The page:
UK retail sales fell less than expected in the month of February, hinting at strong underlying growth in consumer spending despite continued uncertainty. Data released from the Office for National Statistics today showed UK sales fell -0.40% on the month, less than the forecasted -0.70% but down from January’s 2.30%. The decline retail sales saw weaker demand for clothing due to seasonal weather trends. On a yearly basis, UK retail sales excluding auto fuel increased 4.10%, more than the forecasts of 3.50% but down from January's 5.0% increase, while headline retail sales had similar results compared to expectations.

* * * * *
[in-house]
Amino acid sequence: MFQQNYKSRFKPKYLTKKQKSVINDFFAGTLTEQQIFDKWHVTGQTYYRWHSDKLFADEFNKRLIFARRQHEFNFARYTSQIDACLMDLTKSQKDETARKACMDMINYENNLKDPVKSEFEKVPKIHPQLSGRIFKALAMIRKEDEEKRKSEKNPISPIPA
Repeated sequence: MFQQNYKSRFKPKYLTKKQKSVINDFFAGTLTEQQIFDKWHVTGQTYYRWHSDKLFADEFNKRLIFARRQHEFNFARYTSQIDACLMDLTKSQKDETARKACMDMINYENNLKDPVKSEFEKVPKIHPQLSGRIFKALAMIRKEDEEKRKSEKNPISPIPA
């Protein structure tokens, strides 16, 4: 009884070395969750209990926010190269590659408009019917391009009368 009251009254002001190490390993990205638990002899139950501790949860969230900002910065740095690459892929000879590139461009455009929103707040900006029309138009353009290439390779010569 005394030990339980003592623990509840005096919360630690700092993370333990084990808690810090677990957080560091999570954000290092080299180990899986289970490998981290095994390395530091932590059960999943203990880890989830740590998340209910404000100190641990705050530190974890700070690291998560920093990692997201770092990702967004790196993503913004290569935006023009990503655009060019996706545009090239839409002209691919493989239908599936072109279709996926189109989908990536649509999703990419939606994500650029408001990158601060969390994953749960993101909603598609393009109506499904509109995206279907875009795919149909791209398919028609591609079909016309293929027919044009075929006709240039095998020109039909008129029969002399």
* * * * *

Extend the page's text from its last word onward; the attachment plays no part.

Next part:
ONS head of retail sales Melanie Richards commented that UK retailers had another strong month in February, compared to a year ago with the exception of clothing and footwear. On a monthly basis, the biggest declines were seen in the sale of fuel and food stores with the clothing sector seeing one of the worst performances in the last decade. The retail sales data is likely to be reassuring to the Bank of England's policymakers that consumer confidence is robust despite doubts about the economy and the uncertainty surrounding the British upcoming referendum. The British Pound closed three days with losses this week, and following the release of retail sales is trading bullish at 1.413.
UK Retail Sales Hint at Robust Consumer Confidence
Market Trends - 24/03/2016